¶3 Early in July, 1961, claimant became seriously concerned about his intermittent black-out spells and "fugue states". He consulted a general practitioner in Stillwater and was referred to a psychiatrist, Dr. W. The latter physician first saw him on July 6, 1961. On August 7, 1961, claimant, while driving his car, became involved in a collision which was attributed to a sudden black-out episode. Subsequent to this accident, in which claimant received a "slight" laceration on his forehead, he was confined in a sanitarium where he remained for ten days undergoing psychiatric examination. A month later he was hospitalized in a State institution where he underwent further electroencephalogram tests. In December of 1961, claimant was re-admitted at the private sanitarium for additional examination.
¶4 According to Dr. W, claimant's "temporal lobe seizures" were produced by a brain lesion which resulted from the blow received by him in the accident of January, 1960. This opinion was contradicted by Dr. L, a neurologist, who ascribed the symptoms to non-compensable causes. The trial tribunal entered an award in claimant's favor. Its determination, so far as the issue of limitation is concerned, rests upon these findings:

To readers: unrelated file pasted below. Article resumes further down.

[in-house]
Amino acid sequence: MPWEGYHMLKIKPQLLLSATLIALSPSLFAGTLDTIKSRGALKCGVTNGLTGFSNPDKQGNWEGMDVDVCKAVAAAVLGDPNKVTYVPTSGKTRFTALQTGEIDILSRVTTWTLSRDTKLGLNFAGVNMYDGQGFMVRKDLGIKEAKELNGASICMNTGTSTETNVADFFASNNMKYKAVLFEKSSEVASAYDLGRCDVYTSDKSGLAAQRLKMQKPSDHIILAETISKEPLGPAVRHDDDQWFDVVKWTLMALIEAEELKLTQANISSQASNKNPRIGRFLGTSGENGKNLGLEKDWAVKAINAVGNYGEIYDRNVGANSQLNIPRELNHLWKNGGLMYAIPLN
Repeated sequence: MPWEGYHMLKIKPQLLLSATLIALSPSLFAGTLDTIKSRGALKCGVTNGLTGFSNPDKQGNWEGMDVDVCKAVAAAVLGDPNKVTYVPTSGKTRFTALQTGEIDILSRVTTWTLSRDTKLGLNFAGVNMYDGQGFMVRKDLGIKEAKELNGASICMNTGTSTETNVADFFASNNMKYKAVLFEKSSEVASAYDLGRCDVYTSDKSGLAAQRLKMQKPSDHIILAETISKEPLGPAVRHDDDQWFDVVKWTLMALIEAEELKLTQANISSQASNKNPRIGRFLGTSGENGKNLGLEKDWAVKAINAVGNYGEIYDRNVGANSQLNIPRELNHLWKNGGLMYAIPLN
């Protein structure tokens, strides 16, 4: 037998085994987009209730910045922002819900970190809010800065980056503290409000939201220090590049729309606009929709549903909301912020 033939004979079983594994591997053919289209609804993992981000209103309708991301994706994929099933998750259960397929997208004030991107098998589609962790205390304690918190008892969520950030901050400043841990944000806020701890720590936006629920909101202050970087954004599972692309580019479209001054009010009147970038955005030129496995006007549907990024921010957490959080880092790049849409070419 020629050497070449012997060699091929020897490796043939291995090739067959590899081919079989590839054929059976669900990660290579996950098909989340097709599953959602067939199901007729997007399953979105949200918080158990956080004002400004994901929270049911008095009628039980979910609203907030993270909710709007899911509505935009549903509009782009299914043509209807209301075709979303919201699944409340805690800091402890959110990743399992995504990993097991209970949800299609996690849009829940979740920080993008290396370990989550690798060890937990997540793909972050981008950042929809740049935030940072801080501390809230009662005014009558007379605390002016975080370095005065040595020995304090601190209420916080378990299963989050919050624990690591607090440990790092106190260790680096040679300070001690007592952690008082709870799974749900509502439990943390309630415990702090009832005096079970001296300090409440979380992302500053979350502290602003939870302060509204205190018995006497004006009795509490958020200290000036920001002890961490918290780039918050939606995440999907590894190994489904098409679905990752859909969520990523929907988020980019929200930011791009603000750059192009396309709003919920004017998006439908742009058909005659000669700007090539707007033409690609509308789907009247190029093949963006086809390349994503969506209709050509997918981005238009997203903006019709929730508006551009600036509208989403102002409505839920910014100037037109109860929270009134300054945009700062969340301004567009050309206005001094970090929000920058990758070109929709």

"That the disability effects from the said injury of January 15, 1960, did not become manifest to claimant until on or about August 20, 1961, when he had competent medical advice concerning same; and that claimant's claim filed herein September 20, 1961, was filed in due time, and is not barred by the Statute of Limitations.
* * * * * *
"That although the said accident of January 15, 1960, caused an injury to claimant's brain, the symptoms therefrom remained latent until about May 15, 1961, and said symptoms have continued and remain at this time, and claimant did not become aware of a causal connection between said symptoms and said blow of January 15, 1960, until he received competent medical advice of said causal connection about August 20, 1961."
¶5 As disclosed by undisputed evidence, claimant received no medical attention or compensation from the employer for his injury of January 15, 1960.
¶6 Employer asserts error in the quoted findings and conclusions of the trial tribunal, pointing out that the one-year period of limitation, under 85 O.S. 1961 § 43 [85-43], begins to run from the date of the injury, and not from the date upon which manifestations of disability become apparent, or causal connection is medically established between the accident and the pathology for which compensation is sought.